It’s Not Normal to Be Average! Part 107/09/2015
Normal and Average… Do They Mean the Same Thing?
There’s normal and there’s average. They’re different. Let me give you an example. When I’m examining a new patient and my examination reveals a significant amount of nerve interference between the shoulder blades I ask, “Wow, do you get digestive problems? Can you eat anything you want to?”
The patient answers sheepishly, “Oh, no more than average… I get heartburn and belching, and I can’t eat peppers… they do a number on me.”
Around 40% of people have at least one digestive symptom at any one time, according to Dr Anton Emmanuel, consultant gastroenterologist at University College Hospital in London. http://www.nhs.uk/Livewell/digestive-health/Pages/gut-health.aspx
Are digestive problems common? Yes. Does the average person have digestive problems regularly? Maybe. Does that make it normal? No way! We weren’t designed to suffer regular digestive problems.
Is It Normal To Be Average?
It is interesting how two words actually are used interchangeably today but are miles apart in their definition. This incorrect thinking gives rise today to much incorrect action.
Average, simply put, is found by dividing the sum total of a set of figures by the number of figures summed. Add together 10, 20, 30, 40 and 50 and then divide by 5. Your average is 30.
Normal, on the other hand, is defined by Webster as “that which is occurring naturally.”
Average is an artificial figure based upon a numbering system of ten which we have created. Normal cannot be changed without outside intervention. Average can be determined by anyone with the ability to add and divide. Normal is determined by the inborn intelligence of the body. It varies from moment to moment depending upon the needs of the individual.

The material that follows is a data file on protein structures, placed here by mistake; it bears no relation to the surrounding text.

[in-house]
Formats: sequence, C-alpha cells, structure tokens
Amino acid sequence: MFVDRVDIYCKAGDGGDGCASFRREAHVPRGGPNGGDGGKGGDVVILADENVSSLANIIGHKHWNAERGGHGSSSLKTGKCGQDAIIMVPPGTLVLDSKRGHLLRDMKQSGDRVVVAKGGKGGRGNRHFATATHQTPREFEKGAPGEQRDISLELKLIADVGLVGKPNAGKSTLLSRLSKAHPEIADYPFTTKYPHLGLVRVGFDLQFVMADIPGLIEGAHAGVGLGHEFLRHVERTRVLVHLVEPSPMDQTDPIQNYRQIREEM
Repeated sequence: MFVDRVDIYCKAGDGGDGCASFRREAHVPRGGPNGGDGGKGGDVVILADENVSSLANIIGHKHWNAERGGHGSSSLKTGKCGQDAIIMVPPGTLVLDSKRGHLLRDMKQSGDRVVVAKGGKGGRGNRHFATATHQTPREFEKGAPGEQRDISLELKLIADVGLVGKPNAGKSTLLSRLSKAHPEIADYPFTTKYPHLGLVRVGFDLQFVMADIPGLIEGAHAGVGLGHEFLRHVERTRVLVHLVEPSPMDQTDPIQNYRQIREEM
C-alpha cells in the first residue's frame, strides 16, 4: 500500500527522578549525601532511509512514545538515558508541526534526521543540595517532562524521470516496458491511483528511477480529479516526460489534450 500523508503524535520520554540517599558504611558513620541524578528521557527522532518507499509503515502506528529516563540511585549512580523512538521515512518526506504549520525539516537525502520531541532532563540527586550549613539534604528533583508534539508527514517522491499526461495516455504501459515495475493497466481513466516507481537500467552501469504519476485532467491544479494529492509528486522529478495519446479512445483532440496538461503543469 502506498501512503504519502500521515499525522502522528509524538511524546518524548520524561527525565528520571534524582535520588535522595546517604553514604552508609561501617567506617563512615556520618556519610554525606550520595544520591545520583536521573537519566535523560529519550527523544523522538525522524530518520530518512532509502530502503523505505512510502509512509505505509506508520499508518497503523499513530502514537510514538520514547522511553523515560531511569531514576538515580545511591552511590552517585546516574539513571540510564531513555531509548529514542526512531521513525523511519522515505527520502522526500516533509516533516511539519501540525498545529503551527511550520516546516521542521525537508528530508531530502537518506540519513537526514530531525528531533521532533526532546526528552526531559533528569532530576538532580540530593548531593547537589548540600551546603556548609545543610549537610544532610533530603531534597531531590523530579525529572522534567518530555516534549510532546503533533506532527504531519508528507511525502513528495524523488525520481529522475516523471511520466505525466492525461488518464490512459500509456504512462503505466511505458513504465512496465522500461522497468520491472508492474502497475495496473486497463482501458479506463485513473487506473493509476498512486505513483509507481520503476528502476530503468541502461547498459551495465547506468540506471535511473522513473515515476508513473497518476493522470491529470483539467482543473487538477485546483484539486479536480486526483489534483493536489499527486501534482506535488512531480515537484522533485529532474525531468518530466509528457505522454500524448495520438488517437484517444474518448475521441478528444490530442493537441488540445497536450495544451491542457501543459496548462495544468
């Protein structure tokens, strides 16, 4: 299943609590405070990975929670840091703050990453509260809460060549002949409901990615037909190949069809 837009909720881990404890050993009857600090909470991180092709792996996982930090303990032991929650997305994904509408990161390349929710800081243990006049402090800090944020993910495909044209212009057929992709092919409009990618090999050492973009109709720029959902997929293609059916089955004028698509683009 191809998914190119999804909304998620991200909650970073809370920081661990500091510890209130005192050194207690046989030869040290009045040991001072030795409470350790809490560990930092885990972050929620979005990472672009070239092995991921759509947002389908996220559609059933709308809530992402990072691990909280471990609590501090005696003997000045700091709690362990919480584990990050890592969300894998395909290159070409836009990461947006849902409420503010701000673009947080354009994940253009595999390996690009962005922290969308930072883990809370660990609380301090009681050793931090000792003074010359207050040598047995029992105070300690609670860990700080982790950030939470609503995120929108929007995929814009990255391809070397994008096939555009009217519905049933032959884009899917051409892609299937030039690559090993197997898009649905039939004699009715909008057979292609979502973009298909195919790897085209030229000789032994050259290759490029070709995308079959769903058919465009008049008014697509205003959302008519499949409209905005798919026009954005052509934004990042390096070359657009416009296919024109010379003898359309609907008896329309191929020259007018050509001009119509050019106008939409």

If you were to run around the block and measure your pulse rate you might find that it was as high as 120 beats per minute. If you were able to compare that with someone who hasn’t been running they might have a pulse rate of 72 beats per minute. Your pulse rate would be considered “above normal”. The point is that something is happening to your body that is different than the body of the person who has not been running and you have the need for a different pulse rate. We would not expect your heart to maintain a “normal” pulse rate.
We have this inborn intelligence we never think about that is helping us breathe, see, hear, smile, laugh, cry, worry, stand that is all expressed through your nervous system. As a Chiropractor my goal is to allow you to adapt normally to your environment, by reducing this interference and allowing to you adapt to every situation you encounter.
Have a great day and think how can I be exceptional today.